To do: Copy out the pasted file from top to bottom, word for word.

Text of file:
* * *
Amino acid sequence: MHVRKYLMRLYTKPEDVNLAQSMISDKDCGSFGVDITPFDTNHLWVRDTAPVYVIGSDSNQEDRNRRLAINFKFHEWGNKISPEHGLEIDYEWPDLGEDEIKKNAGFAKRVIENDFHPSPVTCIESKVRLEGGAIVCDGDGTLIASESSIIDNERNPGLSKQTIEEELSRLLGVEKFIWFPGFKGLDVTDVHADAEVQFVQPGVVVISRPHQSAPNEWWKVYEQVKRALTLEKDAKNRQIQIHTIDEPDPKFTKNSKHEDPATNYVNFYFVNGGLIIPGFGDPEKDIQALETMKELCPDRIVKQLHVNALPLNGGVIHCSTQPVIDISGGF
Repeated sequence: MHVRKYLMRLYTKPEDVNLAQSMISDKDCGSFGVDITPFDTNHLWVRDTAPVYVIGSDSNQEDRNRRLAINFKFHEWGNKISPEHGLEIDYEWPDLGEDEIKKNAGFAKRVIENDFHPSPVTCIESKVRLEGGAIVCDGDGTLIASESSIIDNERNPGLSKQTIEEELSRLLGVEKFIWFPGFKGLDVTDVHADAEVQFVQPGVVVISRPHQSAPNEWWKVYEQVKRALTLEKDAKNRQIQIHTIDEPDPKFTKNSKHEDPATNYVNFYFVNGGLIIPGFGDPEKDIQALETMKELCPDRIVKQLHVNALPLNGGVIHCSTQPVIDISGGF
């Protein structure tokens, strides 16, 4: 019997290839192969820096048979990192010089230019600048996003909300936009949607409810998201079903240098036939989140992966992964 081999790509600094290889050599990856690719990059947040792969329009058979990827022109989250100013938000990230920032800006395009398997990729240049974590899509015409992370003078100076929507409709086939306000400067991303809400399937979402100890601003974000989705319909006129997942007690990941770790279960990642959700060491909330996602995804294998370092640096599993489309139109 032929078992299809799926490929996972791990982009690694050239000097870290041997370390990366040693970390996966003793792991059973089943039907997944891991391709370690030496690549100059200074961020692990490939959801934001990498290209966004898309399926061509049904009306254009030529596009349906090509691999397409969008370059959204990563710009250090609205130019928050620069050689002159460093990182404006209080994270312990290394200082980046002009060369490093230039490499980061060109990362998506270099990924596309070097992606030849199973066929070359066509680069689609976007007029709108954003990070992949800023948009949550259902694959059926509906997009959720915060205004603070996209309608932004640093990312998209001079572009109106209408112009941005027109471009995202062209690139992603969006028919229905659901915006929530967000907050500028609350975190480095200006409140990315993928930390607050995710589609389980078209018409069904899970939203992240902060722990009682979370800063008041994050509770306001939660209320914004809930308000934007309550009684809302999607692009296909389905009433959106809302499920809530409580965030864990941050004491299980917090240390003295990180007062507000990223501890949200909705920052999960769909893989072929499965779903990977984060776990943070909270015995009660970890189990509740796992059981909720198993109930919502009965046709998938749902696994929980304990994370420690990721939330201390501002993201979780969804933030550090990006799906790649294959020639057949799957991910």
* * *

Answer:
Amino acid sequence: MHVRKYLMRLYTKPEDVNLAQSMISDKDCGSFGVDITPFDTNHLWVRDTAPVYVIGSDSNQEDRNRRLAINFKFHEWGNKISPEHGLEIDYEWPDLGEDEIKKNAGFAKRVIENDFHPSPVTCIESKVRLEGGAIVCDGDGTLIASESSIIDNERNPGLSKQTIEEELSRLLGVEKFIWFPGFKGLDVTDVHADAEVQFVQPGVVVISRPHQSAPNEWWKVYEQVKRALTLEKDAKNRQIQIHTIDEPDPKFTKNSKHEDPATNYVNFYFVNGGLIIPGFGDPEKDIQALETMKELCPDRIVKQLHVNALPLNGGVIHCSTQPVIDISGGF
Repeated sequence: MHVRKYLMRLYTKPEDVNLAQSMISDKDCGSFGVDITPFDTNHLWVRDTAPVYVIGSDSNQEDRNRRLAINFKFHEWGNKISPEHGLEIDYEWPDLGEDEIKKNAGFAKRVIENDFHPSPVTCIESKVRLEGGAIVCDGDGTLIASESSIIDNERNPGLSKQTIEEELSRLLGVEKFIWFPGFKGLDVTDVHADAEVQFVQPGVVVISRPHQSAPNEWWKVYEQVKRALTLEKDAKNRQIQIHTIDEPDPKFTKNSKHEDPATNYVNFYFVNGGLIIPGFGDPEKDIQALETMKELCPDRIVKQLHVNALPLNGGVIHCSTQPVIDISGGF
């Protein structure tokens, strides 16, 4: 019997290839192969820096048979990192010089230019600048996003909300936009949607409810998201079903240098036939989140992966992964 081999790509600094290889050599990856690719990059947040792969329009058979990827022109989250100013938000990230920032800006395009398997990729240049974590899509015409992370003078100076929507409709086939306000400067991303809400399937979402100890601003974000989705319909006129997942007690990941770790279960990642959700060491909330996602995804294998370092640096599993489309139109 032929078992299809799926490929996972791990982009690694050239000097870290041997370390990366040693970390996966003793792991059973089943039907997944891991391709370690030496690549100059200074961020692990490939959801934001990498290209966004898309399926061509049904009306254009030529596009349906090509691999397409969008370059959204990563710009250090609205130019928050620069050689002159460093990182404006209080994270312990290394200082980046002009060369490093230039490499980061060109990362998506270099990924596309070097992606030849199973066929070359066509680069689609976007007029709108954003990070992949800023948009949550259902694959059926509906997009959720915060205004603070996209309608932004640093990312998209001079572009109106209408112009941005027109471009995202062209690139992603969006028919229905659901915006929530967000907050500028609350975190480095200006409140990315993928930390607050995710589609389980078209018409069904899970939203992240902060722990009682979370800063008041994050509770306001939660209320914004809930308000934007309550009684809302999607692009296909389905009433959106809302499920809530409580965030864990941050004491299980917090240390003295990180007062507000990223501890949200909705920052999960769909893989072929499965779903990977984060776990943070909270015995009660970890189990509740796992059981909720198993109930919502009965046709998938749902696994929980304990994370420690990721939330201390501002993201979780969804933030550090990006799906790649294959020639057949799957991910």